How Freedom Shaped Ukrainian Art by B. David Zarley

With Reality Check, exhibition curator and SAIC lecturer Adrienne Kochman seeks to explore the effect a quarter century of Ukrainian independence has had on artists both from the country and its wider diaspora. On display at the Ukrainian Institute of Modern Art (in Chicago’s Ukrainian Village, of course) in celebration of the 25th anniversary of Ukrainian independence, the works, including sculptures, paintings, and installations, demonstrate the dramatic impact of the nation’s sovereignty on the work of both its native born and émigré artist communities.

The immigrants who fled the Soviet Union were for the most part prohibited from returning to their home country. In their new homes, many were raised in communities that “worked very actively to keep Ukrainian culture and tradition alive,” Kochman says. “Including language, schooling, music, a lot of really cultural endeavors. Because those were the aspects of Ukrainian culture that were Sovietized and Russified, were forcibly changed.”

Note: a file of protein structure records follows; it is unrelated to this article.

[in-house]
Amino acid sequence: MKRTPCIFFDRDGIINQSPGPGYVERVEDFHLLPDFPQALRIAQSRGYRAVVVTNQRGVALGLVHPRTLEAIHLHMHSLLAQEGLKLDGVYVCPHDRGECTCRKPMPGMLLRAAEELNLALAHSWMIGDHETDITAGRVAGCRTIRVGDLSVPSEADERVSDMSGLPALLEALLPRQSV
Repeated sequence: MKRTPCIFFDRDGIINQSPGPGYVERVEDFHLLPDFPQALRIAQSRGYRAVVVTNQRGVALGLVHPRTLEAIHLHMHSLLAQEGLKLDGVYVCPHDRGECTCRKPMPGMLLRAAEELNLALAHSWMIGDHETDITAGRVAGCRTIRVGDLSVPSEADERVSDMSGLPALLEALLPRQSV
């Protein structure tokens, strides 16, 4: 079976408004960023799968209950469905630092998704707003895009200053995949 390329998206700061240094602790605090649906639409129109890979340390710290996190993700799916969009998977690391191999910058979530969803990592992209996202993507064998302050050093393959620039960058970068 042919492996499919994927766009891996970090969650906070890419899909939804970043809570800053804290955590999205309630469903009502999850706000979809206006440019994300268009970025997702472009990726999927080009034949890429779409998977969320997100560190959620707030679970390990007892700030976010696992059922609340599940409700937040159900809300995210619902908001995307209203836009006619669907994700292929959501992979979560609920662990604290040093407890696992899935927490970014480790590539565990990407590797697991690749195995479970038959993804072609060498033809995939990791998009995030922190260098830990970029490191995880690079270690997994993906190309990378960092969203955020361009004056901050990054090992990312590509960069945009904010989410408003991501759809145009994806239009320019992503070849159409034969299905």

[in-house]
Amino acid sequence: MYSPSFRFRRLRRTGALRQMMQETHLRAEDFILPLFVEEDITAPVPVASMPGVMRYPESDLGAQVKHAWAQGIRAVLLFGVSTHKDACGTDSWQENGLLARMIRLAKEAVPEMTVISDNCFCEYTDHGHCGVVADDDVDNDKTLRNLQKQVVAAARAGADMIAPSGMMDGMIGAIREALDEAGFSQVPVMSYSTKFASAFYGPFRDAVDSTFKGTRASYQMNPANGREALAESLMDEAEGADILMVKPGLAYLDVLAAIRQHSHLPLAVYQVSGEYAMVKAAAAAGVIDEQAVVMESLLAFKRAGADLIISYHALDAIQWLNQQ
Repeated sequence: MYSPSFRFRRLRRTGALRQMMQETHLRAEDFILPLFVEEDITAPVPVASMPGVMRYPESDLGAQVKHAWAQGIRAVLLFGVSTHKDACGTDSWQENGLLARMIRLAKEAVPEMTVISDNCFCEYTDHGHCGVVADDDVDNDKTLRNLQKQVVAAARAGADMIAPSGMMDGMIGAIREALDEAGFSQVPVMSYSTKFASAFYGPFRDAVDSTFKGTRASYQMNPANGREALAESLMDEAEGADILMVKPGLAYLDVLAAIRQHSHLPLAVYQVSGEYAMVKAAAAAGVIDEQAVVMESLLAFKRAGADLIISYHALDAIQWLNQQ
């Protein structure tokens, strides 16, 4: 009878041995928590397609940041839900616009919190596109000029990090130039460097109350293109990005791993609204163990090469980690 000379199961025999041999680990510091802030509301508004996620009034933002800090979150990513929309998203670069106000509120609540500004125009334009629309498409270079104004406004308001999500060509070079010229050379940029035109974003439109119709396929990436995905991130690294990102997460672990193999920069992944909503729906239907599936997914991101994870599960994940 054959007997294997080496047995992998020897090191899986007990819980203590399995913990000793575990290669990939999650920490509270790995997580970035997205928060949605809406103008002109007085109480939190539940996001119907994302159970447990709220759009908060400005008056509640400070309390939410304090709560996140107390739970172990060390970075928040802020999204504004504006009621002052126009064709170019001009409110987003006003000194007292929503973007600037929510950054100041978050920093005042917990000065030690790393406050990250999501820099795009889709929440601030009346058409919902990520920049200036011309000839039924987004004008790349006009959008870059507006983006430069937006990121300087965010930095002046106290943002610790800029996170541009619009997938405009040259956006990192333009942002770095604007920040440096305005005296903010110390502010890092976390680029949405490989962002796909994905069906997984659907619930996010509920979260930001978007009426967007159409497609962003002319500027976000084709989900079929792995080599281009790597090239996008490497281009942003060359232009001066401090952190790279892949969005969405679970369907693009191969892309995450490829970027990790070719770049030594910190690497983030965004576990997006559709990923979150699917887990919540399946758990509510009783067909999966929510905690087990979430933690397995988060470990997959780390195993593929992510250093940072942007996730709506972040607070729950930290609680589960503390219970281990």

The 25th anniversary of Ukrainian Independence is a tense one; Reality Check is opening in a world wherein a great swath of the country have been invaded, and the dormant sabres of the Cold War are beginning to rattle again. Signs in the windows of the Ukrainian businesses around the UIMA, blue and yellow and declaring a stand for a united and free country, are a reminder of how fragile the freedom that inspired Reality Check can be; the art itself, a reminder of how important it is.